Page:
China’s champion – long duration Yutu-2 rover.

China’s lunar rover Yutu-2 and Chang’e-4 lander autonomously came back to life on June 15, and entered their 19th lunar day of activity on the farside of the Moon.  A day on the Moon lasts as long as 29.5 Earth days.

China’s Chang’e-4 lander as viewed by Yutu-2 rover.

Since the Chang’e-4 probe made the first-ever soft landing within the Von Kármán crater in the South Pole-Aitken Basin in early January 2019, it has been working for nearly a year and a half, and continues to relay new images of the lunar surface.

Movement of the Chang’e 4 rover, Yutu-2, captured in NASA’s Lunar Reconnaissance Orbiter’s LROC images.
Credit: NASA/GSFC/Arizona State University

Crater examination

According to the China Global Television Network (CGTV), based on the data obtained on the 17th lunar day, the Yutu-2 science team identified a nearby crater for examination.

With a small diameter of about 4.2 feet (1.3 meters) and a depth of not more than 8 inches (20 centimeters), the crater was found at about 10 feet (3 meters) southwest of the current position of the 6-wheeled Yutu-2 lunar rover.


There are reflective materials in the center of the crater, which is obviously different from the brightness of the surrounding lunar soil, according to a Xinhua news report.


Deep space control stations

In order to provide communications support for China’s first Mars exploration mission, the two deep-space observation and control stations in Jiamusi and Kashi, China, were officially completed on June 13 after over a month’s transformation.

Communications have returned to normal and continue to support Yutu-2, according to China Lunar Exploration Program (CLEP).

Scientific discoveries

According to China Central Television (CCTV), the lunar probe and rover have accomplished a series of important scientific discoveries.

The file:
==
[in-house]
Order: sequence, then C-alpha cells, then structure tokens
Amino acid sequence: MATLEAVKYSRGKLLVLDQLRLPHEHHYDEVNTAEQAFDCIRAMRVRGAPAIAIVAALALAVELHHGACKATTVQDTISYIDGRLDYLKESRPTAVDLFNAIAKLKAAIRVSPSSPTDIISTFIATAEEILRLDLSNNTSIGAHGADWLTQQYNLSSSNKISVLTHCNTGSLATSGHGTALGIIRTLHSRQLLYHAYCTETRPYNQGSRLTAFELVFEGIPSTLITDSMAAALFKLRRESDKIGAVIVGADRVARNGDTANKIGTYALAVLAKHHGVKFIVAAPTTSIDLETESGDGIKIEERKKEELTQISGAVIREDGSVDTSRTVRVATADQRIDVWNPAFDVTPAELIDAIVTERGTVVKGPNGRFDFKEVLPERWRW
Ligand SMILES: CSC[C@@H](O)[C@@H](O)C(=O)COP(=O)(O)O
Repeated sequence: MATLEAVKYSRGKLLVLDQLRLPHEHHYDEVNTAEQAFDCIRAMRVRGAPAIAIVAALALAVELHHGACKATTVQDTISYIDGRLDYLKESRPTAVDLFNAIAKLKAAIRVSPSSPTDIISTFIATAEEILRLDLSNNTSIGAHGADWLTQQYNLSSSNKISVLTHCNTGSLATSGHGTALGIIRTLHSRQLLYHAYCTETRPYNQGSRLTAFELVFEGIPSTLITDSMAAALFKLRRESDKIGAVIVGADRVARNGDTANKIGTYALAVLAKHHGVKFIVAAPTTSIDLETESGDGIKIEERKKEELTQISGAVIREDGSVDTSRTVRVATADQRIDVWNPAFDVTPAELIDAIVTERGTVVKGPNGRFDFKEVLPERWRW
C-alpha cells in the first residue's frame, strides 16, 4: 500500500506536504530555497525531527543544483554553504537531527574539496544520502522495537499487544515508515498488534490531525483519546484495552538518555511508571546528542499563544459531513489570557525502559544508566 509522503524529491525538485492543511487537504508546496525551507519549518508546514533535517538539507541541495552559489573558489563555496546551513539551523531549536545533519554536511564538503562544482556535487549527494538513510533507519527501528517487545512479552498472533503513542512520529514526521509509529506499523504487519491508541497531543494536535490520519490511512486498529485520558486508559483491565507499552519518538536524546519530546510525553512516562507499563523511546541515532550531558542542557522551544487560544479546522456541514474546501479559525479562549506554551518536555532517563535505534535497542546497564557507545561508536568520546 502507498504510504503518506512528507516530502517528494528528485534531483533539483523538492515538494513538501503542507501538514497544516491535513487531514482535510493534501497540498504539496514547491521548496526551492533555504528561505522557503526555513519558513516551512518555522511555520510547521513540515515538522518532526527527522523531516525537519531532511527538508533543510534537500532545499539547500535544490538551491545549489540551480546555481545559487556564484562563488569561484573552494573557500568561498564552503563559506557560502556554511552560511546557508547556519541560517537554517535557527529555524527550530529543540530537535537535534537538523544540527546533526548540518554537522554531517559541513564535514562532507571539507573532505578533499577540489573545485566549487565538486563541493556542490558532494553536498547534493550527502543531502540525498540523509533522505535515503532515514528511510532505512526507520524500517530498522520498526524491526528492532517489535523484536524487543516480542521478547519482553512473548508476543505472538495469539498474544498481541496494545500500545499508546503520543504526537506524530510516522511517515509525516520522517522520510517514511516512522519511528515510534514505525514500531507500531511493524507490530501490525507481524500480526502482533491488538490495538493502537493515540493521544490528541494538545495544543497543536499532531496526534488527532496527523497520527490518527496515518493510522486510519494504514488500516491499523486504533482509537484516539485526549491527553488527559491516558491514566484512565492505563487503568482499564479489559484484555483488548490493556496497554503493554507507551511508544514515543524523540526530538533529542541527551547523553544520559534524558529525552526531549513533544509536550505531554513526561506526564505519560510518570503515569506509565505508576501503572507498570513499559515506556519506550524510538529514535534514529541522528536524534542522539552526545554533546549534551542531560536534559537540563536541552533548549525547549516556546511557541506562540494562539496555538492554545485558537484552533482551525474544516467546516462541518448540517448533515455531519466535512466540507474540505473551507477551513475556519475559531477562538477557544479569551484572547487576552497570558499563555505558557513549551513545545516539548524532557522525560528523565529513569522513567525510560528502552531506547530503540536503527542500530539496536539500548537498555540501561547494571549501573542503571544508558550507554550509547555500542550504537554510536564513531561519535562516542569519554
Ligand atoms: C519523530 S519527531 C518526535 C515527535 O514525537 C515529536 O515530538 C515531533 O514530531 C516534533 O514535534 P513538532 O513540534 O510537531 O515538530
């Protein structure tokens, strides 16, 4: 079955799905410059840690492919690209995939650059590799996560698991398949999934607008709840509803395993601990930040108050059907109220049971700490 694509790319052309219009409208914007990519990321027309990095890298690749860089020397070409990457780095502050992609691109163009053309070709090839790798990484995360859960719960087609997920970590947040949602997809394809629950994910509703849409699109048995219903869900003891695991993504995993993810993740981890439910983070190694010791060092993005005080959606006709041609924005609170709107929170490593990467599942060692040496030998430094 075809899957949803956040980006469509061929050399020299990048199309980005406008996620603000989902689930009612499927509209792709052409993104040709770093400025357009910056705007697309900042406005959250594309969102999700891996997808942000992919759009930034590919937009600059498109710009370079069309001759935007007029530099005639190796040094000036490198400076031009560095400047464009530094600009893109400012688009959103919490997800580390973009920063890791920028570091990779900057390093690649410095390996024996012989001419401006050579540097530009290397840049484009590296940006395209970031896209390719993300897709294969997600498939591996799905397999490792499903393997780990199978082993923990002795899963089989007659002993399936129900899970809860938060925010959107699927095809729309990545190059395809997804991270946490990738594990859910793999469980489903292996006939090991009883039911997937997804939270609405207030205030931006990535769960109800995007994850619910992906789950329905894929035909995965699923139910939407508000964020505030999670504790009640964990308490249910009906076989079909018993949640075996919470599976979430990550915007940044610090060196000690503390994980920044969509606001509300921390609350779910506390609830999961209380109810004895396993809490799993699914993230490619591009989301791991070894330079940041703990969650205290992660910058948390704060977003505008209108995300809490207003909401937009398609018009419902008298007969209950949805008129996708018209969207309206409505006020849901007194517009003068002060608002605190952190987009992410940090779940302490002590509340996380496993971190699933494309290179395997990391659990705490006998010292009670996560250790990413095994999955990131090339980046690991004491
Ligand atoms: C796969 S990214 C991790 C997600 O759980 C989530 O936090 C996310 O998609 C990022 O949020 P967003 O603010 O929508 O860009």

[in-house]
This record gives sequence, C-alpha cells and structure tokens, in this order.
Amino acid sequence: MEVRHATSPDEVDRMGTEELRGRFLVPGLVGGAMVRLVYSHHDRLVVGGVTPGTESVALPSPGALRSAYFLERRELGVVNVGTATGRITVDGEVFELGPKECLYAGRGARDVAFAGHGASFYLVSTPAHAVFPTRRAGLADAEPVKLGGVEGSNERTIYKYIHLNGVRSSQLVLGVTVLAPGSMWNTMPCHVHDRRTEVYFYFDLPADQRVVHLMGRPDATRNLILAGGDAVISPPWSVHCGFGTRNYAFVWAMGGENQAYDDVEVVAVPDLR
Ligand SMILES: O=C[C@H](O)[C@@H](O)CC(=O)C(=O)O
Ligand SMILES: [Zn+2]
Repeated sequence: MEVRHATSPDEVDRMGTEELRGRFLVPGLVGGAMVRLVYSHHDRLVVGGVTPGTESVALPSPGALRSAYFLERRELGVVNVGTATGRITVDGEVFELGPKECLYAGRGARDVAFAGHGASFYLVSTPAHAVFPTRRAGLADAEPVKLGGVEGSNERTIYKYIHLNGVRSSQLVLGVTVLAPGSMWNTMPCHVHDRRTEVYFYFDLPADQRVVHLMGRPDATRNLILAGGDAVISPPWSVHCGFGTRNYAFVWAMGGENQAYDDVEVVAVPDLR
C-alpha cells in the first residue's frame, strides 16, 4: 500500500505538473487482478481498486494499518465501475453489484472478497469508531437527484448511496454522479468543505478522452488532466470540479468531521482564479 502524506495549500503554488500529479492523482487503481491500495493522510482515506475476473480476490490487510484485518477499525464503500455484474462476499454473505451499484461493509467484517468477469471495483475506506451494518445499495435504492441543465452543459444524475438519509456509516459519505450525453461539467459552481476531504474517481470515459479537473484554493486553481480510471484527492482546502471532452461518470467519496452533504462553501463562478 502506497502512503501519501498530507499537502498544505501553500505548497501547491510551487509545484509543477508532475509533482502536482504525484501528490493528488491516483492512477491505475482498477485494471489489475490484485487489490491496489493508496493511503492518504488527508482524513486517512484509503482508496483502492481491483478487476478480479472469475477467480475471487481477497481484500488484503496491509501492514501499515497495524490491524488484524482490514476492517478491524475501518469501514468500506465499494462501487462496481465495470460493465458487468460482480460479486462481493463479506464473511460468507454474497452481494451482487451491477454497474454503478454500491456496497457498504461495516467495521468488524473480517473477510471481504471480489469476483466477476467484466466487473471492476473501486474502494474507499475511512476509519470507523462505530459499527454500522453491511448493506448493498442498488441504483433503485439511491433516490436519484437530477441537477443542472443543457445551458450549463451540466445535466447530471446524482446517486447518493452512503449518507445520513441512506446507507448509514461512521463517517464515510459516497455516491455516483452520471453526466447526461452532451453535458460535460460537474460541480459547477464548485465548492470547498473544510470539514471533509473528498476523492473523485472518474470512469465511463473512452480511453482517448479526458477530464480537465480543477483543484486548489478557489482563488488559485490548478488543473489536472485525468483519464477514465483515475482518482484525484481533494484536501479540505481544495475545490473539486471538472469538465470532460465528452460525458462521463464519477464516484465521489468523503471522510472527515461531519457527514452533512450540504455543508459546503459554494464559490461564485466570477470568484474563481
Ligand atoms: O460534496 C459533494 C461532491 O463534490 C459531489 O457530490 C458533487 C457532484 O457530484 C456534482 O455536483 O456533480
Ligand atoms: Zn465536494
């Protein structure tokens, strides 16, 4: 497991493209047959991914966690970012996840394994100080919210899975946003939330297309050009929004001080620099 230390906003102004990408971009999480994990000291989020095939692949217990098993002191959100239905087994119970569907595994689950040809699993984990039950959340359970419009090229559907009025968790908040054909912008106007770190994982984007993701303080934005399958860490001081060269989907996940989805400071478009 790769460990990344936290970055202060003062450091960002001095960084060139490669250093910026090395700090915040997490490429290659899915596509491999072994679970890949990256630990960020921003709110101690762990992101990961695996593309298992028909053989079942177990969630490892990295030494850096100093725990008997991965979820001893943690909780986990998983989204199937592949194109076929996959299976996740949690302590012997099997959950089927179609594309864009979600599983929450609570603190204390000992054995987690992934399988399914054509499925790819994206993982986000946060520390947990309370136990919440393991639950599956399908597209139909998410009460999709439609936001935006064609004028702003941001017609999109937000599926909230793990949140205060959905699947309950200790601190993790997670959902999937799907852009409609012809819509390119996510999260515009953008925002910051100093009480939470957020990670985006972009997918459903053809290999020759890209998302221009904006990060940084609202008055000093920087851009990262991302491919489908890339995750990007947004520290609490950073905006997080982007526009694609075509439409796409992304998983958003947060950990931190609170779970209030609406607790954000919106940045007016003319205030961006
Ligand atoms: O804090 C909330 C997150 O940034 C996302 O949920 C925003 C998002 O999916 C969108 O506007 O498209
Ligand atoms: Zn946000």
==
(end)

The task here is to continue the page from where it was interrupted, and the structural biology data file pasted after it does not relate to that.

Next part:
Credit: CCTV/Inside Outer Space screen grab

The rover’s Lunar Penetrating Radar was used to study the geological structure with a depth of over 130 feet (40 meters), unveiling the secrets buried under the surface of the farside of the Moon, enriching understanding of the history of celestial collisions and volcanic activities and shedding new light on the geological evolution of the Moon.

Scientists also analyzed the data of the infrared imaging spectrometer on Yutu-2 and revealed the material composition on the Moon’s farside, verifying that the lunar mantle is rich in olivine, which deepens the understanding of the formation and evolution of the Moon.

Credit: CCTV/Inside Outer Space screengrab

Marching northwest

Explains Shen Zhenrong, chief designer of the Yutu-2 rover: “This rover will mainly work on a course to the northwest during this lunar day. First it will explore a plot of lunar soil in which scientists are interested, mainly using infrared imaging spectrometer and panoramic camera. Then it will continue marching toward northwest.”

Credit: CCTV/Inside Outer Space screengrab

Wu Xueying, deputy chief designer of Yutu-2 rover adds: “Suppose you land on the nearside, it’s simply a plain. But if you go to the farside, it would be like entering high mountains in valleys.”

Rough terrains

Scientifically speaking, Shen says, the rover is expected to go for environments featuring relatively rich geological terrains, which is to say rough terrains. They might offer richer geological information, hence more scientific findings. But from an engineering perspective, considering the safety of the rover, it might be safer to choose a route that is relatively smoother, with flatter slope and fewer rocks.”

Yutu-2 rover (Jade Rabbit-2).

“Each step it makes involves a local planning, which is done according to the images of the surroundings formed by the camera carried by rover itself, then transmitted back to the ground where 3D images are restored. Then we map out a relatively safe path based on the rover’s traveling capability,” Shen notes.

Go to this CCTV news agency video detailing China’s Chang’e-4 mission at:

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